Comments after lectures

Remember to refresh this page. You may have to rightclick on this frame and pick "This Frame," then "Reload Frame."
As the semester progresses with the revised edition of the textbook, some of these comments may change.

Chapter 1

There is a lot of purple prose out there about astronomy. Education and Outreach professionals and amateurs alike are basically dying to excite others as much as they are excited themselves. Sometimes that excitement is totally justified, but we run the risk of creating two models of the universe in your head: one for "real life" on a day to day basis and one that only seems to exist in splashy Discovery Channel specials or worse, only in the classroom. Neil deGrasse Tyson gets it right in the video link here. You should live your life in awe at least once a day and you should take what you learn in this astronomy class (and others) to heart every time you look up at the sky.

A graphic showing missions to other planets in a neat way. For the full thing, here's the link.

We begin our tour. For more info on the Messenger mission to Mercury: click here.

For cool fly-over movies of Venus based on real data, check out David P. Anderson's website at SMU. Cutting edge computer animation for its time. Still looks cool, even in the age of Pixar.

The order of the planets if you haven't already memorized it: "My Very Eccentric Mother Just Showed Us Nine Planets." Well, Pluto is now just a dwarf planet along with thousands of other KBOs. So, instead, maybe you should learn, "My Very Eccentric Mother Just Served Us Nachos." Meh.

And then there are the seven moons worth remembering: our Moon, Io, Europa, Ganymede, Callisto, Titan and Triton. Do you know which planets they each go around? (Earth, Jupiter, Jupiter, Jupiter, Jupiter, Saturn and Neptune.) What does it take to be a decent size? Look at figure 1.16 in the book. Any smaller than 200 km in diameter, and your object isn't likely to be spherical. CAREFUL HERE: there are loads of objects/moons/etc. larger than 200 km in size, NOT just seven...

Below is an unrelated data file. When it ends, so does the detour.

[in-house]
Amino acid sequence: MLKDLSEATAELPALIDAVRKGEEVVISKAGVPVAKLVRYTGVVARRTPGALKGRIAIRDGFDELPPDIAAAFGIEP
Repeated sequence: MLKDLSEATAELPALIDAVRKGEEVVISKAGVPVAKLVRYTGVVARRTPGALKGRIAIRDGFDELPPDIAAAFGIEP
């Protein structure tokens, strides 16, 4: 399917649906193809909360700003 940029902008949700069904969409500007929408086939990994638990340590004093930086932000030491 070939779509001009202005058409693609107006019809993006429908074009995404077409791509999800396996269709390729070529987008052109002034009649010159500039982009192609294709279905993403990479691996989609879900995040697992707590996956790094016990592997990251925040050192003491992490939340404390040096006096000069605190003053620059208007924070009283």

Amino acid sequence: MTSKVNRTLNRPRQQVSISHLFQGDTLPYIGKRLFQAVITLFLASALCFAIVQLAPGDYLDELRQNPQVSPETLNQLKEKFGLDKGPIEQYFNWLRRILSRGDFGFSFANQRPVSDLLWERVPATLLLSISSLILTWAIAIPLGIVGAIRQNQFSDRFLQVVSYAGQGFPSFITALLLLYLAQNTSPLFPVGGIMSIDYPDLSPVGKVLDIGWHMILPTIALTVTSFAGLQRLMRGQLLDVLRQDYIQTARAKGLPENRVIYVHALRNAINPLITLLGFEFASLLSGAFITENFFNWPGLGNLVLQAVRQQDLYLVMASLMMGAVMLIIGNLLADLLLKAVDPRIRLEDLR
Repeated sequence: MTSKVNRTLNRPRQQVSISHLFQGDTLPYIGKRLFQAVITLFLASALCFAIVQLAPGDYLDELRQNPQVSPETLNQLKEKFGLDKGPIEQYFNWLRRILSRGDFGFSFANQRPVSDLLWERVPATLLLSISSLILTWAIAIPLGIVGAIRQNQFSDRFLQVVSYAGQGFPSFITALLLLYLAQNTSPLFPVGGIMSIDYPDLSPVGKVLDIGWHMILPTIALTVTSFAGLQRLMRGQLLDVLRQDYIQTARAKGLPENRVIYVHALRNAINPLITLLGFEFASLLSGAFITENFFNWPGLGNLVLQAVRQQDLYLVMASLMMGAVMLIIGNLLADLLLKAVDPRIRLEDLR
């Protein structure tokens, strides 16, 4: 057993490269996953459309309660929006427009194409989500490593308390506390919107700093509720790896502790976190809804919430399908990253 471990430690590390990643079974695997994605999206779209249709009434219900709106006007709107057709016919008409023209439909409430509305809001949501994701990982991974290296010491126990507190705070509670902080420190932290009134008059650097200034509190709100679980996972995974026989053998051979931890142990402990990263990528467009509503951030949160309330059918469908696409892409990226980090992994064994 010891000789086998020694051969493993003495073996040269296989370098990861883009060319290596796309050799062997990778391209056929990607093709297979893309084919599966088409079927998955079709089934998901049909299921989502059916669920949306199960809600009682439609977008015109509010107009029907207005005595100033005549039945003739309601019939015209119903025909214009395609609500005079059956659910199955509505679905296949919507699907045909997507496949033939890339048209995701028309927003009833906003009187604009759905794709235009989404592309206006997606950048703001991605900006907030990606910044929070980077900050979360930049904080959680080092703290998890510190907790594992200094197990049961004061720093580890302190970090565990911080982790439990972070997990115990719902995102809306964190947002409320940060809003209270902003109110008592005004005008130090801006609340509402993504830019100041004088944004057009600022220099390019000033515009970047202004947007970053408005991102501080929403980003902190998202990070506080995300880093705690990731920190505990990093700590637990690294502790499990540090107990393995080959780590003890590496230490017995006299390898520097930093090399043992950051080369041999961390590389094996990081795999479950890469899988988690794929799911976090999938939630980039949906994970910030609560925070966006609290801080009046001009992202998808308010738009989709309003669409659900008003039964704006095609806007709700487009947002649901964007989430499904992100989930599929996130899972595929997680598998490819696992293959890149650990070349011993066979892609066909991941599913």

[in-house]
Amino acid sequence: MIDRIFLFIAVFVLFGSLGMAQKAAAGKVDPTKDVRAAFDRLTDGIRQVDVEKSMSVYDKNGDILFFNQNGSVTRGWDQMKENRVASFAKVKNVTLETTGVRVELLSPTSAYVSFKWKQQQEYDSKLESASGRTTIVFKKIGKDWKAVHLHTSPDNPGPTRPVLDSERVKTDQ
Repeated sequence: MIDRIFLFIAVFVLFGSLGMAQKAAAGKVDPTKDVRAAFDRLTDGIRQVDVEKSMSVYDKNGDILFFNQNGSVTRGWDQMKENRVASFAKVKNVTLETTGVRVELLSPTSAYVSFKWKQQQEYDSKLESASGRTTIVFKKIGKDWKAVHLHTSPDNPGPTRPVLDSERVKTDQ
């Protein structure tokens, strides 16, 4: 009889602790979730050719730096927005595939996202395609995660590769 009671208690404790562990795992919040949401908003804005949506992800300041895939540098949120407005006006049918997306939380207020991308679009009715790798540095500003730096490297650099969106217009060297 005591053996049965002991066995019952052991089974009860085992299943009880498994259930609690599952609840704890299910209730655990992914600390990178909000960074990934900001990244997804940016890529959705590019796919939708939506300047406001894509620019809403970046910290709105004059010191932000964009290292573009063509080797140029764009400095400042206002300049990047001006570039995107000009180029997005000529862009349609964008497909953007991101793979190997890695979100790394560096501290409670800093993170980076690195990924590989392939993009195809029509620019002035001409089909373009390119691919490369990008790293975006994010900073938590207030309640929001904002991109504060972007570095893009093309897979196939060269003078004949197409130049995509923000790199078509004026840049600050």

Maxwell Montes, Venus
David P. Anderson, SMU Geophysics

Here's the link to the moon movie I showed in class, which gives you a quick sense of how different the near and far sides of the moon are.

Don't forget to visit Google Mars!

This is an even better movie of the strange white storm on Saturn. This was in Saturn's Northern Summer of 1991. Quick: When's the next one coming? (Look up Saturn's orbital year and add that to 1991).

Here is a great collection of carefully reconstructed images of Titan from real data!

The Great White Spot
(shmeared in this Hubble photo)

Check out this cool graphic regarding the scales of the solar system, but BEWARE! The scale from left to right is logarithmic in AU. That is, equal intervals represent an increase in ten times the previous distance. Contemplate this picture again when we've reviewed logarithms.

Click on the image at the right to see an awesome animation of the discovery of asteroids between 1980 and this year. Please take note that the dots are not actual size! If the movie is a few 100 pixels across or so, and the scale of the image is 5 AU, then each dot (probably one pixel each) is a few hundredths of an AU ~ 105 km across. The largest asteroid, (1) Ceres is only a few hundred km across, so clearly each dot is thousands to hundreds of thousands of times too big.

A clever movie which compresses the formation of the lunar surface into a youtube length video. Keep in mind, there is no mention in this of our favorite hypothesis for the formation of the moon in the first place (last great collision between two planetary embryos produces the iron-and-volatile poor Moon AND the Earth). Of interest: the Late Heavy Bombardment which we'll discuss much later in the semester. Also, due to the compression of 4 billion years into 2 minutes, 42 seconds, the impact flux rate is meaningless.

Chapter 2 & 3

If anyone is ever going to drill through the Moho boundary, it'll be some group connected to the International Oceanic Drilling Project.

More news on oceanic drilling

You'll note the dates on these articles: still, six+ years later, no one has "poked" through the Moho discontinuity.

We had a little taste of California shakin' in August 2011. Here's a great video showing the P and S waves as they disperse through the North American plate. Note the speed difference, too.

Here's a way to see where things "go" when they decay away. You can note, for instance, that 26Al isn't actually gone. It's just hiding as 26Mg instead! Click on the big, gray "Universal Nuclide Chart" button. Then choose your element (e.g., Al) and choose your isotope (26) and hit "Decay Chain." Pretty dull, eh? Okay, now try Uranium (U) 238 or 235. Now that's decay for you! If you hover with the mouse over each box, it displays the half-life for that isotope.

Here is a pdf of some of the class slides.